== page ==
Apple has - as expected - officially entered the payments space this morning with the announcement that its latest two generations of iPhones and its first attempt at a digital watch will come with a secure element chip and NFC to turn the smartphone into a mobile wallet.
Chief executive Tim Cook boldly vowed to “replace” the wallet, or at least replace the “five decades old” technology of the credit card and its “vulnerable” magnetic stripe interface.
Analysts have noted that mPayments has been a tough nut for anyone to crack so far - Cook argued that it was because every effort prior “started with a business model centred on self-interest rather than the user experience.”
If the user experience is as seamless as what was demonstrated on stage at the launch event, Cook has a point. Apple already holds the credit card details of some 800 million high-value customers via iTunes, the ace in Cupertino’s hand when negotiating deals with card schemes, banks and retailers.
More than that, Apple also has the encoded fingerprint IDs of a subset of these customers via which transactions can be authenticated.
Cook made several references to security and privacy - commitments that could set Apple’s wallet apart from the wallet service Google came to market with first.
“We are not in the business of collecting your data,” said Eddy Cue, Apple’s senior vice president of Internet Software and Services.
“Apple doesn’t know what you bought or how much you paid for it. The transaction is between you, your merchant and your bank.”
Further, Apple won’t store credit card details on the device - just a device-only Apple account number, stored in the secure element, plus a one-time payment number for each transaction.
Apple is taking a similar approach to online payments, establishing a direct challenge to payments startups by offering a “one touch checkout” within iOS apps or in participating ecommerce stores. Users won’t have to enter in credit card data, delivery addresses and other personal details that are otherwise associated with the iTunes account.
Third party developers will soon have access to the Apple Pay API in iOS8 to develop one-touch payments within apps.
Who shares the spoils?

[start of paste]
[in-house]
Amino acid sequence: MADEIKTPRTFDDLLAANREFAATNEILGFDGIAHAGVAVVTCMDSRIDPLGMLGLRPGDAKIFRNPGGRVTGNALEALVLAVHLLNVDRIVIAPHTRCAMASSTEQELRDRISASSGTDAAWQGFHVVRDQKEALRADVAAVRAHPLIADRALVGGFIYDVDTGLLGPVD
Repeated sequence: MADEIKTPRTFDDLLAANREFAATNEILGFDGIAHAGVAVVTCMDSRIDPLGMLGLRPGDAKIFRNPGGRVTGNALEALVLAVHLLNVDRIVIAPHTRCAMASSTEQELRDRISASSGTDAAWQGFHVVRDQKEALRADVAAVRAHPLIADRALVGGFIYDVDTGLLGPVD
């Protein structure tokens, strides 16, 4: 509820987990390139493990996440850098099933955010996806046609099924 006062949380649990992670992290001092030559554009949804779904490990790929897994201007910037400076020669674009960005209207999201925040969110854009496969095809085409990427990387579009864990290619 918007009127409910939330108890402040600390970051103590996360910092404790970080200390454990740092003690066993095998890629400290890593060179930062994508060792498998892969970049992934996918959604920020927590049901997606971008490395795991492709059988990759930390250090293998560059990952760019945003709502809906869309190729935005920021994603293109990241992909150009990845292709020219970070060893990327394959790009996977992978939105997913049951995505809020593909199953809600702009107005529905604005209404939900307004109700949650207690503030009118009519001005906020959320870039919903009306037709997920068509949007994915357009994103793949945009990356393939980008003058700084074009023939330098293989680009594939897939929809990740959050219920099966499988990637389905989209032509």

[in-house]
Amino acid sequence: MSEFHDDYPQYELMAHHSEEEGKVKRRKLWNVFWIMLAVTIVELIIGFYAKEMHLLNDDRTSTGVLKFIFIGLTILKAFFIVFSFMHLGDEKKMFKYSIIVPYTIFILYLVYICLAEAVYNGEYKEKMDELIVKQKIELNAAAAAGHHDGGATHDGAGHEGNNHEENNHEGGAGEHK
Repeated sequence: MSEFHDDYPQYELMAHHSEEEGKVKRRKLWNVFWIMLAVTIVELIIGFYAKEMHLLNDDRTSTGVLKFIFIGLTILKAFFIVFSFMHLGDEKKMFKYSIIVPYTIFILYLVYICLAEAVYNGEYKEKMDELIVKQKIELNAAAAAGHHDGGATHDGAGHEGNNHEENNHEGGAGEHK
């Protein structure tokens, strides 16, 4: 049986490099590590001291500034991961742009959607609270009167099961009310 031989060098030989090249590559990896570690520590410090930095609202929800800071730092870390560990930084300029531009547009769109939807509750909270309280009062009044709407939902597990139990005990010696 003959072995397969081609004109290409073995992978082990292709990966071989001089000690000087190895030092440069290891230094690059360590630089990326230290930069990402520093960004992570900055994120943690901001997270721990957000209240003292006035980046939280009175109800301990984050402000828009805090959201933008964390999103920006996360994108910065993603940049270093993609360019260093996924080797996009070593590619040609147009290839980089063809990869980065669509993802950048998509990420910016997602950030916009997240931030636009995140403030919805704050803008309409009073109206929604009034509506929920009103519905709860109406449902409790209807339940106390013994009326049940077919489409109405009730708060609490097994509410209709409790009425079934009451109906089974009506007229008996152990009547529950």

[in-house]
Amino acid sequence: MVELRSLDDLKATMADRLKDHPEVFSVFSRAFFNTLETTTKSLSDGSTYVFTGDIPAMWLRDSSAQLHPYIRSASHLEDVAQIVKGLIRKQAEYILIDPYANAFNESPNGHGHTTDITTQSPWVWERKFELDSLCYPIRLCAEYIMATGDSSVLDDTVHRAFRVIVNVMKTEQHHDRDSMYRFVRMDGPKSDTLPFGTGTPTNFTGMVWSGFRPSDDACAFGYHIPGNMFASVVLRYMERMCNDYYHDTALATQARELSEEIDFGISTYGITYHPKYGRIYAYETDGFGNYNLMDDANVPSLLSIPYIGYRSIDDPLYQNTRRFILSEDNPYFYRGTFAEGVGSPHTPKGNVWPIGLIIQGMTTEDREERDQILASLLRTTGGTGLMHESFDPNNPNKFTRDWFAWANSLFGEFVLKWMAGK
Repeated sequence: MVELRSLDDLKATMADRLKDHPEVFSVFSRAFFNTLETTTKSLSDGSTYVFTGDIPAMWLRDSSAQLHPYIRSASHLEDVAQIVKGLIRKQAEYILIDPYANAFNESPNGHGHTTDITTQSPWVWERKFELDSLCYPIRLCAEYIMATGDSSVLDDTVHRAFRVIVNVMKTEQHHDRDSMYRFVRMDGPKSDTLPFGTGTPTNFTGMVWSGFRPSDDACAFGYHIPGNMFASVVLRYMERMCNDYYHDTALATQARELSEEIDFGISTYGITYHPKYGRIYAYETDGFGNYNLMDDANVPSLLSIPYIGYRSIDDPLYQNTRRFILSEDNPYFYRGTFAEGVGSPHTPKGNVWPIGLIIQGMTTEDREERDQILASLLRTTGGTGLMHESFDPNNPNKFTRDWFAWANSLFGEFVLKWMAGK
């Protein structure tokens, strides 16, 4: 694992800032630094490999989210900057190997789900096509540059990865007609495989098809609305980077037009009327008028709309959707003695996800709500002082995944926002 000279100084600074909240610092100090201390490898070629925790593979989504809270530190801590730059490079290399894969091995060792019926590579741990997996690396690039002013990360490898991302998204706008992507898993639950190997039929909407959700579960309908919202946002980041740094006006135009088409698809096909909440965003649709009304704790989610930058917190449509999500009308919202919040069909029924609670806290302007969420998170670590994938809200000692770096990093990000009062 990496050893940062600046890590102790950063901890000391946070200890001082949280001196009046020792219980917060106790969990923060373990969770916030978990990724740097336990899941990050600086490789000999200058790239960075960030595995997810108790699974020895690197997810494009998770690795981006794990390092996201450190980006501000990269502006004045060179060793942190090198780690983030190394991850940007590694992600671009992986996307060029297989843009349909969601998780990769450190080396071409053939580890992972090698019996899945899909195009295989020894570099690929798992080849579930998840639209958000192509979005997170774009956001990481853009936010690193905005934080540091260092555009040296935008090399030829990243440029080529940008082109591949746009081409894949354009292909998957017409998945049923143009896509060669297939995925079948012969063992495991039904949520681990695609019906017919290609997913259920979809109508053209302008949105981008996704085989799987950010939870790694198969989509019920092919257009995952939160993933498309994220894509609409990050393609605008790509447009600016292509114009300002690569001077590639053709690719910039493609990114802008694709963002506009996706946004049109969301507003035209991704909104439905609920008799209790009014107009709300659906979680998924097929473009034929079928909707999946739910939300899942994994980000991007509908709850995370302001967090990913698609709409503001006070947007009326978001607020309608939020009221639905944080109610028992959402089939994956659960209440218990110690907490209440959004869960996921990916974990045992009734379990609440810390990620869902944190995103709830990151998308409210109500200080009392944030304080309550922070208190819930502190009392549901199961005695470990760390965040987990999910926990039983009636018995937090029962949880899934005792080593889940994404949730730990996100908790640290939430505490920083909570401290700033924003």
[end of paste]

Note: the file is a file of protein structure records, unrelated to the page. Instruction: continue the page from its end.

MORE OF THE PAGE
Apple announced that six major US banks - representing over 80 percent of card issuers in the United States - were signed on to the Apple Pay service, as are the three largest card schemes, American Express, MasterCard and Visa. Dozens of retailers have already agreed to provide compatible payments terminals.
As yet there are no such relationships announced for Australian banks and retailers, but we are starting to get some insight into what sort of deal might be on offer.
Retail blogger Tom Noyes predicted well before today’s event that Apple would be authorised for accepting payments from Visa, Mastercard and American Express.
Noyes cited sources suggesting that Apple had successfully negotiated for Apple Pay transactions to be considered as ‘card present’ transactions by the network, rather than a ‘card not present’ transaction. A ‘card not present’ transaction usually comes with a higher processing fee to account for the higher levels of fraud in ‘card not present’ transactions.
Noyes leaked that Apple had secured a cut of 15 and 25 basis points from issuers (banks) for processing Apple Pay transactions - something none of the banks would have been keen to offer.
“Someone must have blinked, and the others followed,” he guessed. “No one wants to be left out of the Apple launch.”
One of Noyes other predictions didn’t come true. He expected Apple to use its iBeacons technology for contactless payments, a technology the company put to developers in iOS7. Instead, Apple opted for a combination of NFC with Fingerprint ID.
Apple has either not seen enough takeup of iBeacon to chance the technology, or it couldn’t convince the card schemes that a genuinely contactless system based on iBeacons deserved the lower processing fee associated with a ‘card present’ transaction.
It's worth noting that Apple hasn’t used the word ‘NFC’ in any of its promotional materials - suggesting that ‘Apple Pay’ might support iBeacons when the market is ready for it.
Westpac group chief product officer David Lindberg welcomed Apple to the contactless payments market, where “Australia leads the US and other countries,” he said.
Lindberg took the opportunity to note that Westpac customers can already make tap and go payments using the combination of a Westpac mobile app and Samsung’s latest smartphones.
“We look forward to working with Apple to open up the solution to our mobile banking application in the same way they have opened up the Touch ID fingerprint security in IOS8,” he said. “The fingerprint login is soon to be launched through our mobile banking applications.”
Do you think Australian banks will accept a similar deal? Have your say below...